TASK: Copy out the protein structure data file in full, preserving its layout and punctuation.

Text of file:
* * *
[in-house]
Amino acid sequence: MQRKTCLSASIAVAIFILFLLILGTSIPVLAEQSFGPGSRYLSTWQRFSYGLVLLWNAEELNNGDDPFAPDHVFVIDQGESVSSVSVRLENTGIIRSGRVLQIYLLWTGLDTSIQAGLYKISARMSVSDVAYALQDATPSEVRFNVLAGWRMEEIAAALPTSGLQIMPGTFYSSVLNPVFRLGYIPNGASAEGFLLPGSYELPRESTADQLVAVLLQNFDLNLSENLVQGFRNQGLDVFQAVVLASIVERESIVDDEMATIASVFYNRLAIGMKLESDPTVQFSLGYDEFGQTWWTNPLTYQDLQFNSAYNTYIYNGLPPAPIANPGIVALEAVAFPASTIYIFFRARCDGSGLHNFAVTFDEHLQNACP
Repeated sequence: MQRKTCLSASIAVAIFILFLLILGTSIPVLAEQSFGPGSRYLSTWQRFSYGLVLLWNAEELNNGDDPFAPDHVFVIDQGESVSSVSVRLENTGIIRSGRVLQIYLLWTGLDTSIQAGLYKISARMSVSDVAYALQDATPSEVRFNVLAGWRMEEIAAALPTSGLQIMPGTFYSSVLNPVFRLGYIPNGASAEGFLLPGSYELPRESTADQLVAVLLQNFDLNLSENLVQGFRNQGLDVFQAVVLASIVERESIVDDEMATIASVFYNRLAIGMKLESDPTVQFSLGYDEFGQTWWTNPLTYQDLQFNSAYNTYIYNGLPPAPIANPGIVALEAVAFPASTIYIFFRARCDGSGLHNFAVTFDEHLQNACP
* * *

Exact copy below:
[in-house]
Amino acid sequence: MQRKTCLSASIAVAIFILFLLILGTSIPVLAEQSFGPGSRYLSTWQRFSYGLVLLWNAEELNNGDDPFAPDHVFVIDQGESVSSVSVRLENTGIIRSGRVLQIYLLWTGLDTSIQAGLYKISARMSVSDVAYALQDATPSEVRFNVLAGWRMEEIAAALPTSGLQIMPGTFYSSVLNPVFRLGYIPNGASAEGFLLPGSYELPRESTADQLVAVLLQNFDLNLSENLVQGFRNQGLDVFQAVVLASIVERESIVDDEMATIASVFYNRLAIGMKLESDPTVQFSLGYDEFGQTWWTNPLTYQDLQFNSAYNTYIYNGLPPAPIANPGIVALEAVAFPASTIYIFFRARCDGSGLHNFAVTFDEHLQNACP
Repeated sequence: MQRKTCLSASIAVAIFILFLLILGTSIPVLAEQSFGPGSRYLSTWQRFSYGLVLLWNAEELNNGDDPFAPDHVFVIDQGESVSSVSVRLENTGIIRSGRVLQIYLLWTGLDTSIQAGLYKISARMSVSDVAYALQDATPSEVRFNVLAGWRMEEIAAALPTSGLQIMPGTFYSSVLNPVFRLGYIPNGASAEGFLLPGSYELPRESTADQLVAVLLQNFDLNLSENLVQGFRNQGLDVFQAVVLASIVERESIVDDEMATIASVFYNRLAIGMKLESDPTVQFSLGYDEFGQTWWTNPLTYQDLQFNSAYNTYIYNGLPPAPIANPGIVALEAVAFPASTIYIFFRARCDGSGLHNFAVTFDEHLQNACP